|JESUS J. SALDANA;
MARIA DE JESUS SALDANA,
JOHN ASHCROFT, Attorney General of the United States,
Jesus J. Saldana petitions for review of an order of the Board of Immigration Appeals (BIA) summarily affirming the immigration judge's (IJ) denial of Mr. Saldana's request for cancellation of removal.(1) Mr. Saldana contends that the BIA violated his due process rights by summarily affirming the IJ's decision without issuing any opinion or explanation of its rationale and reasoning.(2) This court has recently upheld the constitutionality of the summary affirmance procedure used in this case. Mr. Saldana argues also that the BIA erred in affirming the IJ's determination that his son Juan would not suffer exceptional and extremely unusual hardship if Mr. Saldana did not obtain cancellation of removal. This second issue involves a discretionary decision by the IJ and we lack jurisdiction to review it. We deny the petition for cancellation of removal and we affirm the BIA's decision.
Mr. Saldana is a native of Mexico who has been living in the United States since 1984. On August 24, 1999, the Immigration and Naturalization Service (INS) served him with a Notice to Appear charging him with removability under the Immigration and Nationality Act (INA), alleging that he was an alien present in the United States without being admitted or paroled. On November 16, 1999, Mr. Saldana admitted to all factual allegations in the Notice to Appear, and sought cancellation of removal under 8 U.S.C. § 1229b(b)(1). At the hearing, there was testimony that Mr. Saldana's son, Juan, has had some medical problems. On January 11, 2001, the IJ issued an oral decision denying Mr. Saldana's application for cancellation of removal. The IJ found that Mr. Saldana had established his ten-year physical presence and good moral character, however, the IJ determined that Mr. Saldana failed to show how Juan would suffer exceptional or extremely unusual hardship as a result of Mr. Saldana's removal. The IJ noted that there was no medical report showing that Juan has a condition that is chronic or that requires continuing medical attention. On November 18, 2002, the BIA affirmed the IJ's decision without an opinion. Mr. Saldana timely petitioned for review.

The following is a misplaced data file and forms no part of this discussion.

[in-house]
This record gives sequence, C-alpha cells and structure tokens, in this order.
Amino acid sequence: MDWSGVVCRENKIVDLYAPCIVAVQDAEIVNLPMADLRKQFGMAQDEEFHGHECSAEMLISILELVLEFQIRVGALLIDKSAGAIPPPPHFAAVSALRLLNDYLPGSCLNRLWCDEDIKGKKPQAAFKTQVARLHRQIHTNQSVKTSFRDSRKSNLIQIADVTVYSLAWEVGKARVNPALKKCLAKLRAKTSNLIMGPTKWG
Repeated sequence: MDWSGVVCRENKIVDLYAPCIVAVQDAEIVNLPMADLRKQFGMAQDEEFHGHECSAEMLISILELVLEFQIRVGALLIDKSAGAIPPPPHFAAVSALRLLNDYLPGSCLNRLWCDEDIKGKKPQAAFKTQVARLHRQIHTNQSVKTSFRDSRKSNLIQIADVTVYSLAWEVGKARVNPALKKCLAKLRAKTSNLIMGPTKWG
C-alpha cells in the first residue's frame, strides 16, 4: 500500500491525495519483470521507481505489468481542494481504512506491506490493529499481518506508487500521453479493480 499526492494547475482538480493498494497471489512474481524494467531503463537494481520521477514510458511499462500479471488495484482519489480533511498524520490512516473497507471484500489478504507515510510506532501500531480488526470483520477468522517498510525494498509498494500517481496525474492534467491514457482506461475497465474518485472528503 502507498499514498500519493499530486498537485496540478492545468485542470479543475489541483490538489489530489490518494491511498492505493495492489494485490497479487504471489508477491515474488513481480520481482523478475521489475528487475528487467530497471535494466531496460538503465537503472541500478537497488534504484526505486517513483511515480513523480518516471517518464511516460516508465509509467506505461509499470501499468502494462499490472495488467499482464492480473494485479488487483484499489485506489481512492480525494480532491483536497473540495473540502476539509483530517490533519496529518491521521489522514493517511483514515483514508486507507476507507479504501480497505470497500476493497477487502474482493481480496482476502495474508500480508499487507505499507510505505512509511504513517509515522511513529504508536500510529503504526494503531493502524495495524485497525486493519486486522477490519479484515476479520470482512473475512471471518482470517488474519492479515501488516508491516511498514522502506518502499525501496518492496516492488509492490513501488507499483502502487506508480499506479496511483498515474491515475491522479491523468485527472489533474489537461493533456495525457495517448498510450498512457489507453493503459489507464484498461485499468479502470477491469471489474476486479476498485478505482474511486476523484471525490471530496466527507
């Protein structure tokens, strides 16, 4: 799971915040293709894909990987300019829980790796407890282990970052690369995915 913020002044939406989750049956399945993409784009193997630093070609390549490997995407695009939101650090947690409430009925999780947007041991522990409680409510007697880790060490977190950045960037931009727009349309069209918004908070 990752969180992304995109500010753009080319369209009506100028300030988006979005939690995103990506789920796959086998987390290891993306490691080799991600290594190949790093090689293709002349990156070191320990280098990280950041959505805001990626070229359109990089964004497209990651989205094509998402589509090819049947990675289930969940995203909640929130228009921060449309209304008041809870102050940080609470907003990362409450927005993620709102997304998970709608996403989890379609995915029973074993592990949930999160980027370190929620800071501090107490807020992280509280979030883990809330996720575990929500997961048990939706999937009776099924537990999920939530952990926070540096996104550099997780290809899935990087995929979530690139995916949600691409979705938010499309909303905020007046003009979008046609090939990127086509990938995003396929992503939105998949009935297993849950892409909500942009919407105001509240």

Mr. Saldana argues that the BIA abused its discretion and violated his due process rights when it summarily affirmed the IJ's decision without articulating the reasons for its decision. The BIA relied on 8 C.F.R. § 3.1(e)(4) (now codified at 8 C.F.R. § 1003.1(e)(4)) in issuing its summary affirmance without an opinion. This subsection permits the BIA to affirm a decision without an opinion when the Board member determines that the decision is correct, any errors are harmless or nonmaterial, and the issues are either squarely controlled by precedent or are not so substantial that the case warrants issuance of a written opinion. 8 C.F.R. § 1003.1(e)(4)(i). The decision below becomes the final agency determination. Id. § 1003.1(e)(4)(ii). "An order affirming without opinion . . . shall not include further explanation or reasoning. Such an order approves the result reached in the decision below . . . . " Id. Mr. Saldana's due process argument was recently rejected by this court in Sviridov v. Ashcroft, 358 F.3d 722, 727 (10th Cir. 2004). See also Batalova v. Ashcroft, 355 F.3d 1246, 1253-54 (10th Cir. 2004) (rejecting due process challenge to summary affirmance procedure in 8 C.F.R. § 3.1(e)(5)); Hang Kannha Yuk v. Ashcroft, 355 F.3d 1222, 1232 (10th Cir. 2004) (rejecting due process challenge to summary affirmance procedure in 8 C.F.R. § 3.1(a)(7)). Mr. Saldana's due process argument therefore fails.